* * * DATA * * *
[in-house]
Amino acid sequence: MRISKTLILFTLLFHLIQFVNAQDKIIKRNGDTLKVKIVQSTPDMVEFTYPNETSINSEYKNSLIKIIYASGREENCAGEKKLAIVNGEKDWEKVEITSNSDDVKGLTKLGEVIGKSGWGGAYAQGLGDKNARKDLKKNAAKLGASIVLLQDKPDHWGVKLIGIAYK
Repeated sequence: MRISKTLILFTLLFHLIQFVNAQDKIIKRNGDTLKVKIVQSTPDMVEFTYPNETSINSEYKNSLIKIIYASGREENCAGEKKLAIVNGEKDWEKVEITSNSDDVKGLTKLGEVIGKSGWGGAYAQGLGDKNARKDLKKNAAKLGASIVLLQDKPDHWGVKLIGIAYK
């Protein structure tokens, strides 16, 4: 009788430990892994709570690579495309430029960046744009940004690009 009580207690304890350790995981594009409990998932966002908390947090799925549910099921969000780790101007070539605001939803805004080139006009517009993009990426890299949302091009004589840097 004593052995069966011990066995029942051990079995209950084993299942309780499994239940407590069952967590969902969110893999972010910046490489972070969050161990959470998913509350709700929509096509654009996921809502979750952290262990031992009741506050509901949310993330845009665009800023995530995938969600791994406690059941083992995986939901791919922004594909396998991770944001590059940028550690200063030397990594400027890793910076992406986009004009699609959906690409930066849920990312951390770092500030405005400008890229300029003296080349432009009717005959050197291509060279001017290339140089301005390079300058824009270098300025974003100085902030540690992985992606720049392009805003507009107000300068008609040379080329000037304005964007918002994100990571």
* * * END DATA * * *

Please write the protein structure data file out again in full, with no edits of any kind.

[in-house]
Amino acid sequence: MRISKTLILFTLLFHLIQFVNAQDKIIKRNGDTLKVKIVQSTPDMVEFTYPNETSINSEYKNSLIKIIYASGREENCAGEKKLAIVNGEKDWEKVEITSNSDDVKGLTKLGEVIGKSGWGGAYAQGLGDKNARKDLKKNAAKLGASIVLLQDKPDHWGVKLIGIAYK
Repeated sequence: MRISKTLILFTLLFHLIQFVNAQDKIIKRNGDTLKVKIVQSTPDMVEFTYPNETSINSEYKNSLIKIIYASGREENCAGEKKLAIVNGEKDWEKVEITSNSDDVKGLTKLGEVIGKSGWGGAYAQGLGDKNARKDLKKNAAKLGASIVLLQDKPDHWGVKLIGIAYK
């Protein structure tokens, strides 16, 4: 009788430990892994709570690579495309430029960046744009940004690009 009580207690304890350790995981594009409990998932966002908390947090799925549910099921969000780790101007070539605001939803805004080139006009517009993009990426890299949302091009004589840097 004593052995069966011990066995029942051990079995209950084993299942309780499994239940407590069952967590969902969110893999972010910046490489972070969050161990959470998913509350709700929509096509654009996921809502979750952290262990031992009741506050509901949310993330845009665009800023995530995938969600791994406690059941083992995986939901791919922004594909396998991770944001590059940028550690200063030397990594400027890793910076992406986009004009699609959906690409930066849920990312951390770092500030405005400008890229300029003296080349432009009717005959050197291509060279001017290339140089301005390079300058824009270098300025974003100085902030540690992985992606720049392009805003507009107000300068008609040379080329000037304005964007918002994100990571």